1. Whether there exists a "valid, rational connection' between the prison regulation and the legitimate governmental interest put forward to justify it;"
2. Whether "there are alternative means of exercising the right that remain open to prison inmates;"
3. “[T]he impact accommodation of the asserted constitutional right will have on guards and other inmates, and on the allocation of prison resources generally" and
4. The existence of obvious, easy alternatives may show that the policy is an ”exaggerated response” to legitimate prison concerns.

Joining Religions While IncarceratedEdit

In a study by the National Council on Crime and Delinquency, the researchers concluded that religious prisoners found many benefits in their religion, including an easier time adjusting to prison, safety, and an increased ability to cope.[6] Studies have shown that one of the reasons inmates become involved in religion is to improve their self-concept. Many inmates experience guilt, remorse, and pain as a result of their criminal history and background. Religion helps them to feel better about themselves and thus improve their self-concept in this way.[7]

There are various other reasons inmates may find religion while in prison. Some prisoners may seek to improve their life and the discipline required to practice religion helps them to change and control their actions. Others may join a religious group as a form of protection from other inmates. It is a rarity for a physical altercation to occur in a place of worship, this means prisoners have a high degree of respect for these places. Social interaction is also an important reason for some inmates to join a religious group. These interactions not only allow the benefit of socializing with other people, but also the benefit of exchanging goods and services among each other.[8]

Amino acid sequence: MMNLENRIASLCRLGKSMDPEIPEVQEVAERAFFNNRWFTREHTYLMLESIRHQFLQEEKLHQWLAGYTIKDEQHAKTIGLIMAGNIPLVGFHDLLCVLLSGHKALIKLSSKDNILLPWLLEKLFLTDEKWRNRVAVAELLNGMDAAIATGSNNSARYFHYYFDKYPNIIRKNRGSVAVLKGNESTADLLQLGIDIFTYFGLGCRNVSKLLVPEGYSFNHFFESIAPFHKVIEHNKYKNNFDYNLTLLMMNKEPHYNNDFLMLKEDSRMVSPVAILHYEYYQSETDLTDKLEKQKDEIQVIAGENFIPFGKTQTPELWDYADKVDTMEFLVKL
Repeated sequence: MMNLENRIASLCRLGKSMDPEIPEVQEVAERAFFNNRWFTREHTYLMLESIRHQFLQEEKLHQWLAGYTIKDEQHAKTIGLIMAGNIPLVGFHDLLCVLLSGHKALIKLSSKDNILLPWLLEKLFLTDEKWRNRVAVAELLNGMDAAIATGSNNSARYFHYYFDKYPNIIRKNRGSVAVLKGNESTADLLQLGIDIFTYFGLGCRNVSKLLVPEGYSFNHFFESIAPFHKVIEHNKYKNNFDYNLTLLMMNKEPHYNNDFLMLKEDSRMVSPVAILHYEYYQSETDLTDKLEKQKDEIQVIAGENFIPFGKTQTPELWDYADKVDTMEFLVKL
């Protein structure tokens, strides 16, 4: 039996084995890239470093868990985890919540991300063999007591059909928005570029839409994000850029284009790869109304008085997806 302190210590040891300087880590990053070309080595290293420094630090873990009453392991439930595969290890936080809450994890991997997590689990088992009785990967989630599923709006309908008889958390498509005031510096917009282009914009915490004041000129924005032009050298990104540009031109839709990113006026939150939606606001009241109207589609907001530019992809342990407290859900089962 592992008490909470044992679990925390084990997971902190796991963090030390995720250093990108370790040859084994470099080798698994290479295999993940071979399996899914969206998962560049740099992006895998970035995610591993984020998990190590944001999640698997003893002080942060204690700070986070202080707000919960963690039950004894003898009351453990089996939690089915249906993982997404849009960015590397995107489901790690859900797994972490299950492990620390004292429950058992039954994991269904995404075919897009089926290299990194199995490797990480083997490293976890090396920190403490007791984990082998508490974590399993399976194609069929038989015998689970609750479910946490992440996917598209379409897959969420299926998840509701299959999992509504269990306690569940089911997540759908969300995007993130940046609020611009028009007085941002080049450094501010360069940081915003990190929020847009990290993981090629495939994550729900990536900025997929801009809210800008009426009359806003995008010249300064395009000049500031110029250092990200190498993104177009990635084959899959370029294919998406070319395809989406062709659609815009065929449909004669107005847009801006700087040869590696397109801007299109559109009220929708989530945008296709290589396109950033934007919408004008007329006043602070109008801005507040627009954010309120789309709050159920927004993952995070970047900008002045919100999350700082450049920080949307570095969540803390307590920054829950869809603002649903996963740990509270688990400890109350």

According to the 2013 census, completed by the Bureau of Justice Statistics, the U.S. prison population continues to decline. The estimated number of inmates in the prison system was 1,574,700 people.[9] Of these people, less than 1% (.07%) of inmates identify as atheists.[10]

ReferencesEdit

  1. ^ "What is RFRA and why do we care", National Constitution Center, 2014
  2. ^ "ACJL Memorandum: An overview of the Religious Land Use and Institutionalized Persons Act", American Center for Law and Justice, 2011
  3. ^ "Beliefs Behind Bars: The Government's Role in Prison Prayer", Michelle Fabio, December 2009
  4. ^ "Jail Religion", Jack Ryan, J.D.
  5. ^ "Religion in Today's Jails: A Trilogy' Archived 2014-11-29 at the Wayback Machine, Carrie Hills
  6. ^ "Does involvement in religion help prisoners adjust to prison?", The National Council on Crime and Delinquency, Nov 1992
  7. ^ "Religion in Corrections", The Encyclopedia of Crime and Punishment, 2002
  8. ^ "Religion in Corrections", The Encyclopedia of Crime and Punishment, 2002
  9. ^ "Prisoners in 2013", Bureau of Justice Statistics, September 2014
  10. ^ Religious Landscape Study

External linksEdit